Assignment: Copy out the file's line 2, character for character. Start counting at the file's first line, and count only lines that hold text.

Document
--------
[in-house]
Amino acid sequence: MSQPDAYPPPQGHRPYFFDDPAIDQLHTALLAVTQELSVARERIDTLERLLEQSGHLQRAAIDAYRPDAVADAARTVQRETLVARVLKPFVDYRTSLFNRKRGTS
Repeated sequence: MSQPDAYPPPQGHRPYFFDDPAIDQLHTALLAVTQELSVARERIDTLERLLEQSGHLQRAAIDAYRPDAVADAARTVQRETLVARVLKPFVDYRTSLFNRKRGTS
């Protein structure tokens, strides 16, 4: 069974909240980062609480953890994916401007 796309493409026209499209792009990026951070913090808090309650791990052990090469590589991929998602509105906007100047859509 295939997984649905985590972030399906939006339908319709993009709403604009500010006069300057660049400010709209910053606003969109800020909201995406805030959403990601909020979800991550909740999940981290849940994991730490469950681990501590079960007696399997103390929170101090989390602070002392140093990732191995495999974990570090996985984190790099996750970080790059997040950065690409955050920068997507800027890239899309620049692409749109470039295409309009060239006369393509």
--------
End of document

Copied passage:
Amino acid sequence: MSQPDAYPPPQGHRPYFFDDPAIDQLHTALLAVTQELSVARERIDTLERLLEQSGHLQRAAIDAYRPDAVADAARTVQRETLVARVLKPFVDYRTSLFNRKRGTS